Orkla likely to continue to sell its foods businesses in CEE
- April 20, 2008
||deal origination in April 2008
||candidates are Kotlin (Poland), Orkla Foods Romania, Guseppe (Czech)
||candidates includey Heinz (USA), Rieber & Son (Norway), Maspex (Poland), Baxters (UK)
||Orkla Foods (Norway), subsidiary of Orkla Group, Norwegian conglomerate
||acceptable valuation, strong brands, consolidation, maybe geographic expansion
||underperformance, high cost environment, timing
||last autumn Orkla sold its Polish seafood business, Superfish, for only x0,3 Sales
Orkla has recently denied rumours that it’s to sell its central European businesses, which underperformed last year. Given longer term trends at the group, however, combined with an environment where there’s still strong buyer interest in grocery products businesses, Orkla might be wise to organize a tender with a timeline to end 2008. They might also add their Russian confectionery businesses, SladCo and Krupskaya, to the divestment list.
In recent months Glenboden's identified a market situation, taking examples from Ireland and Australia, in which there are major buyers out there for grocery or ‘dry’ products assets, albeit at valuations that aren’t very high. These are buyers for whom such categories are their core business, who can therefore extract synergies and wait for better times. Given the high commodity cost environment, and on top of that tighter credit markets, there’s a good chance that the M&A market will be poorer for sellers of such businesses next year.
Orkla is a diversified conglomerate, in an era when such a structure is unfashionable to say the least, at least in developed countries. It’s shedded some major businesses in recent years, including its stake in Carlsberg and Orkla Media, and has focused its international foods businesses on organic growth and efficiency gains. Last year it made the small but significant divestment of Superfish in Poland – significant because the very low valuation could presage further sales.
The rationale is strengthened by the fact that, with producer fragmentation, ‘me-too’ small producers putting pressure on margins, and retail sector consolidating in central Europe, Orkla is far from being ‘no.1 or strong no.2’ in most of its categories there, in contrast to its core Nordic markets.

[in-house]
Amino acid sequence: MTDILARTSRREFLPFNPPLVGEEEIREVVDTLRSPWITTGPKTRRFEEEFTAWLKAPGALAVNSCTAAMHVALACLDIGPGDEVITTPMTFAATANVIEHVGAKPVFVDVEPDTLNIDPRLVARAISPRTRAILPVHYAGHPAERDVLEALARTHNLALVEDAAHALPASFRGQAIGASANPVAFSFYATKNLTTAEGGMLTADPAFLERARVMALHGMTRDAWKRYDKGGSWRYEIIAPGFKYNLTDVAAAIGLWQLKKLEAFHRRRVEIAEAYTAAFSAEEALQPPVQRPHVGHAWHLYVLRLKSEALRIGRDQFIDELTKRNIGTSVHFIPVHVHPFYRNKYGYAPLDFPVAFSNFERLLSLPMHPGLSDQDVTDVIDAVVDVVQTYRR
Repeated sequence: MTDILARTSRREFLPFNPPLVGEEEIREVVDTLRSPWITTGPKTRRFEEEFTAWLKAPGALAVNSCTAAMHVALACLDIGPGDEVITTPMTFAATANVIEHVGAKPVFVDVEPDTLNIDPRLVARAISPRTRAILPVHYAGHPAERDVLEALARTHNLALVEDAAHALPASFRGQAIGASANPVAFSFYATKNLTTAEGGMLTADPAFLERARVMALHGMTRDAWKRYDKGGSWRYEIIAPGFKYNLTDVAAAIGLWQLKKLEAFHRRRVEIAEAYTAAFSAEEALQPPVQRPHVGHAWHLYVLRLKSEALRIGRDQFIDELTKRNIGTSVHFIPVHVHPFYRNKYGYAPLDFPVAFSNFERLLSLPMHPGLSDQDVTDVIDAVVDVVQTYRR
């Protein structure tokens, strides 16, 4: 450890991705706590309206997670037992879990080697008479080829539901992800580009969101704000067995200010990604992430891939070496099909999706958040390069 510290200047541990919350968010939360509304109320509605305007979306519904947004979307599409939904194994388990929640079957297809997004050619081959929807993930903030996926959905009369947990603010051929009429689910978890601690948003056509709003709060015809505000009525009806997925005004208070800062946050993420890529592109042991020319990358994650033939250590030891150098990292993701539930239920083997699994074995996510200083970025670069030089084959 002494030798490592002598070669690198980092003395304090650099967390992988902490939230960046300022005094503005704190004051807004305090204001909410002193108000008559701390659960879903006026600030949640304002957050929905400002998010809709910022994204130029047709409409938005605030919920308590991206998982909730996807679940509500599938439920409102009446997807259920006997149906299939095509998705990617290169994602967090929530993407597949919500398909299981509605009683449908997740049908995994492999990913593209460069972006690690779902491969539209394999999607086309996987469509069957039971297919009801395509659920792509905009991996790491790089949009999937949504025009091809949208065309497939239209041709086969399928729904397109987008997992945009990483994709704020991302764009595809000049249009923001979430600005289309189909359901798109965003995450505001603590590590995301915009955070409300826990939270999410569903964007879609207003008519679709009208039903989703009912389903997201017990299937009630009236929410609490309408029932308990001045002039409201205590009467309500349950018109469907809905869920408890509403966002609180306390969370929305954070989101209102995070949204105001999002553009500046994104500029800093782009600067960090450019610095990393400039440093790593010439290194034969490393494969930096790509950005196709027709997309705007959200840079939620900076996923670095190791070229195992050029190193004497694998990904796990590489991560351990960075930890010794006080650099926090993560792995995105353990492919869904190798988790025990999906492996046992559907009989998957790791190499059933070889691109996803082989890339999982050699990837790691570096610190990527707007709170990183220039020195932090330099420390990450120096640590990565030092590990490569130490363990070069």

Superfish was bought by the market leader in that category, Graal, as a consolidation play. Could the same theme play out with these larger businesses? If so then the obvious buyer is Heinz, who is back in acquisition mode now. Orkla, through Kotlin in Poland and a string of brands in Romania, has attractive market positions in ketchup, cook-in sauces and ambient meals, which are core categories for Heinz in the region. They might also be interested in the Guseppe frozen pizza business in Czech.
The other obvious potential acquirer is Rieber, who already has a significant ambient foods and pouched foods presence in Poland (Delecta) and Czech (Vitana). Orkla’s businesses would complement their portfolio nicely, and they have the advantage of being Orkla’s compatriots.
As for indigenous buyers, we tip the Polish food conglomerate Maspex, which has made acquisitions in neighbouring CE countries and is generally opportunistic about ‘adjacent’ categories.
Another, more distant candidate is Baxters, the family –owned Scottish soups and preserves company, which has announced that it will make an overseas acquisition in 2008.
Orkla should also consider selling its two Russian confectionery businesses, SladCo and Krupskaya. It could raise a lot of cash from the sale, in the current environment. Orkla has had problems in integrating these two companies, which are based in different regions of the country and occupy different segments. On the other hand, with combined sales of nearly € 200 mln, it’s a big business by Russian standards; bigger than both Ruza and A. Korkunov, which were bought respectively by Nestle and Wrigley in 2007. Last autumn, we tipped Hershey as a potential buyer for Orkla’s two companies. Now we're favouring Nestle to try a roll-up in Russia. Or Cadbury to catch up its position there.